In Canada, where 40% of individuals rely on a family inheritance to fund their retirement, such poor rates of intergenerational wealth preservation could present a serious problem.
In addition to obtaining formal lawyer assistance in creating a formal estate plan, the article refers to a new approach to preserving wealth called “heritage design”.
Heritage design uses “pre-inheritance” intergenerational experiences to foster the preservation of family wealth. This approach, which supplements estate planning, involves annual meetings with the testator and his or her beneficiaries, at which time family values and traditions are reinforced and younger generations learn how to manage funds which they can expect to eventually inherit.
Family meetings during which an estate plan is discussed and explained to beneficiaries has the potential not only to assist in the preservation of family wealth from generation to generation, but also can help prevent disputes over the intended distribution of an estate after death.
Thank you for reading.
Celia Imrie is an English actress known to North American audiences for her work in Bridget Jones’ Diary, Calendar Girls and The Best Exotic Marigold Hotel. Imrie has supplemented her extensive film, television and stage career with a 2011 memoir entitled The Happy Hoofer and a second book, Not Quite Nice, which was released this year.
Not Quite Nice deals with the pressure children put on their parents to care for themselves and their children (the older generation’s grandchildren). Expectations include but are not limited to: free childcare and inherited money for education and otherwise.
In Not Quite Nice, Imrie discusses her observation of the apparent trend of children nowadays to ask about their inheritance. In an article published here, Imrie is quoted as describing the open talk about inheritance as “revolting”. (I touched on the subject of adult children awaiting inheritance in my blog post of March 18, 2015).
On the other hand, Michele Hanson, in her review of Not Quite Nice (published here), makes comments that suggest understanding, in certain cases, the necessity of inheritance discussions among parents and their children.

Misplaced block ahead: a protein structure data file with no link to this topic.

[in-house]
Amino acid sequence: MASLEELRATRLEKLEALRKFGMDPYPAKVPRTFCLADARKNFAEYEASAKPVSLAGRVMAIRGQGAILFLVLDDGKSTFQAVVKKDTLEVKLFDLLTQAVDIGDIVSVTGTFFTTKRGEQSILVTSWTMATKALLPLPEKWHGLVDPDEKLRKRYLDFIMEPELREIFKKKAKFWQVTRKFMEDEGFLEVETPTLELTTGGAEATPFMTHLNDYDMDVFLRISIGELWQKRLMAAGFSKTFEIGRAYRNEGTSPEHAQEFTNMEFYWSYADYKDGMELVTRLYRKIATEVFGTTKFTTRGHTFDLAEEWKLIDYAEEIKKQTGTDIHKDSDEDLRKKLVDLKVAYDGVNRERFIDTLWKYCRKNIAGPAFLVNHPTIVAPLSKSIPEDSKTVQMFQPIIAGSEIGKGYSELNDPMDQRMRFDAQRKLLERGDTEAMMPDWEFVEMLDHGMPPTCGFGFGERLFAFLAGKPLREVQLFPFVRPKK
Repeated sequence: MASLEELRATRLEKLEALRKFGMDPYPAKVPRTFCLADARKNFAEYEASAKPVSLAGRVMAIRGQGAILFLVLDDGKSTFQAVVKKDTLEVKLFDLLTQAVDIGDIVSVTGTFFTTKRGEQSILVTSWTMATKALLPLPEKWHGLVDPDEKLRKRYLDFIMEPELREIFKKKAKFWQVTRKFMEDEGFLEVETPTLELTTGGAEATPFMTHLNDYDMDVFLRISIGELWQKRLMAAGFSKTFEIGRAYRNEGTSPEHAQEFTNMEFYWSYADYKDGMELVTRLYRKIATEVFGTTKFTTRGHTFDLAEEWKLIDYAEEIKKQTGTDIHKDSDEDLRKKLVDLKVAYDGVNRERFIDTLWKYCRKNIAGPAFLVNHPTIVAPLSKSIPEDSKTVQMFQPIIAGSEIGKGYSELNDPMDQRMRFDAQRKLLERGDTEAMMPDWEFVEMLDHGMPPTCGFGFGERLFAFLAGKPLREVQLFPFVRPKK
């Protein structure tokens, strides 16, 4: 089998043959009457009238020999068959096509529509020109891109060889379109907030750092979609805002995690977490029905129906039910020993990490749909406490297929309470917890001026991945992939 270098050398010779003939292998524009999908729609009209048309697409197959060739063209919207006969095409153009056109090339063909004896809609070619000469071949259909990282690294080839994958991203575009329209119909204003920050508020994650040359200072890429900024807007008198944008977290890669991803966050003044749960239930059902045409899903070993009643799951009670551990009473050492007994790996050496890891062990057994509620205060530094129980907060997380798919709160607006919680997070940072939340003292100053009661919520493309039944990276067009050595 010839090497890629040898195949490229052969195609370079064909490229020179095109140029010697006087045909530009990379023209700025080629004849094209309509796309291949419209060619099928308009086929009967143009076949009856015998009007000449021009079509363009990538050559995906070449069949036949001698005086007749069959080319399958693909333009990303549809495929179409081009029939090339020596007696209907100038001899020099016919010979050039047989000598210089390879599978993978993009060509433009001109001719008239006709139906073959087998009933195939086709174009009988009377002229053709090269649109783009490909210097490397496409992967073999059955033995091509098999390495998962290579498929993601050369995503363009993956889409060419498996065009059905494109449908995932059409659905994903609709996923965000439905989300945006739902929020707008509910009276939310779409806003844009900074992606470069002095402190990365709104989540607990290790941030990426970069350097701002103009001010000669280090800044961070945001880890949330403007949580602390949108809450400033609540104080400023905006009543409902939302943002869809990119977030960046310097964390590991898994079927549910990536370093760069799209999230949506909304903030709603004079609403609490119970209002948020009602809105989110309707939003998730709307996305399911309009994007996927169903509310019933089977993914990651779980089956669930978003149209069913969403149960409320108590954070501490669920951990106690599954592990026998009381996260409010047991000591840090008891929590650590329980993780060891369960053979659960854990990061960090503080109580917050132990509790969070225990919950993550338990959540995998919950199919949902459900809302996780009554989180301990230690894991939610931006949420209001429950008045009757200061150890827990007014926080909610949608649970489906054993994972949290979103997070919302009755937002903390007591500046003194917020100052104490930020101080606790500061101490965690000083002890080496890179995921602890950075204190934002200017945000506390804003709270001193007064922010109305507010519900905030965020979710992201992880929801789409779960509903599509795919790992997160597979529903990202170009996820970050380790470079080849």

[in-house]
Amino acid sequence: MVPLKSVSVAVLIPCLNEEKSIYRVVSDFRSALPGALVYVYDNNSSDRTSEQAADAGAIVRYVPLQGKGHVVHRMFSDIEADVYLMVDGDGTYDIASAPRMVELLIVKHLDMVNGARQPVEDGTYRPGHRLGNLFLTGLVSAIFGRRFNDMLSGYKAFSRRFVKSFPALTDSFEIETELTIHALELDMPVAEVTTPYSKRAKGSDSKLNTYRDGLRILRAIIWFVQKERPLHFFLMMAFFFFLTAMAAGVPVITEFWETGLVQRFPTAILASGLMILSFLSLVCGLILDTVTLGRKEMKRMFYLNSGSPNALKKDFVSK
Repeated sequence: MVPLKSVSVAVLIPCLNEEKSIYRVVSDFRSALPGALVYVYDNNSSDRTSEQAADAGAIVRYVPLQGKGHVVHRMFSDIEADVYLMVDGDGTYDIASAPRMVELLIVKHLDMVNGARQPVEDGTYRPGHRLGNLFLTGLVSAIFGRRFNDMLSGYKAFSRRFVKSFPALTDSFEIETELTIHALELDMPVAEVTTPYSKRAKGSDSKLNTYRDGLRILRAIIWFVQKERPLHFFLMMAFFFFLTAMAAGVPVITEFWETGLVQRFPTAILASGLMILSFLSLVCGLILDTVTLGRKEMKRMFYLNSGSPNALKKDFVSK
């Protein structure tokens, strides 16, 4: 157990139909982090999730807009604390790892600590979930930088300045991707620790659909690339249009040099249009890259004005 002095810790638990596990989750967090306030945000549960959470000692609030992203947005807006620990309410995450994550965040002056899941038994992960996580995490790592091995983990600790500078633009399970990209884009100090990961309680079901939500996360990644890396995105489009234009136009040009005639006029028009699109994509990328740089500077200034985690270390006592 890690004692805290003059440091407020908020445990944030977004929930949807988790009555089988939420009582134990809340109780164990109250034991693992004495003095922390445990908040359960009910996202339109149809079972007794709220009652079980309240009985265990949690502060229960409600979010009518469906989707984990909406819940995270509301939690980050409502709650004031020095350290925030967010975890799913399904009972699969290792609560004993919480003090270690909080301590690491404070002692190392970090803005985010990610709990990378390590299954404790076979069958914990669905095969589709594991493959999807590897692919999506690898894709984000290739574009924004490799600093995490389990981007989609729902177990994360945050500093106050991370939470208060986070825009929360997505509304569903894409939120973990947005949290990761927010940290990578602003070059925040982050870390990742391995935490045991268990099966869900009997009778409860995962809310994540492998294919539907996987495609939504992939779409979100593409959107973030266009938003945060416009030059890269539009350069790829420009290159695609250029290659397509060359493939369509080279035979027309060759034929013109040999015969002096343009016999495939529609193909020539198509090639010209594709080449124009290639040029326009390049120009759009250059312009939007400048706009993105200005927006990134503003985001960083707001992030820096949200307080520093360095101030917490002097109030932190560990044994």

Hanson takes a straightforward and concise approach when describing such conversations among family members. In fact, the following quote is indicative of her article’s tone:
“Money is everything. It rules, and the less you have the more important it is. You have to talk about it and plan how to survive. Not many people can afford etiquette any more.”
I have often blogged about the importance of having a discussion with family members regarding testamentary wishes and expectations. As an estate litigator, it is my experience that refraining from engaging in such discussions can result in devastating consequences. Outlining goals and wishes during one’s lifetime allows family an opportunity to question, and hopefully, understand why decisions are made. It also allows for an opportunity to explain the reasons behind any decisions.
Thank you for reading.
A client (or friend, or my mother: I can’t quite remember who) once referred to her children as “waiters”, as in “They’re waiting for me to die”.
To this point, a recent article on the Globe and Mail online by Rob Carrick warns against children relying on an inheritance to bail them out.
The article refers to an oft-quoted report from 2006 that suggested that $1-trillion ($1,000,000,000,000) will be inherited in the next twenty years. The article suggests that this number might be less today, due to increased debt-load, falling property values, weak investment returns and longer lifespans. However, whatever the number may be today, it is still a significant one.
The article cautions children from relying on these numbers and a potential inheritance to bail them out of trouble. Carrick says “As for people counting on an inheritance, that’s only one step away, in financial planning terms, from waiting for a lottery win.”
As ill-advised as it may be, 53 per cent of Canadians are expecting an inheritance, and 57% of those who think they know what they are getting expect it to be in the six-figure range.
However, those expecting a big inheritance may be disappointed. Second (or third, or fourth…) relationships may eat into their inheritance. Further, seniors are living longer, and the costs of senior care can take up a large portion of a senior’s savings. Coupled with this is the fact that government pensions may not be able to provide significant assistance.
The message seems to be to live within your means, and plan for your own future needs and well-being. Don’t spend your inheritance before it comes in.
Have a great long weekend.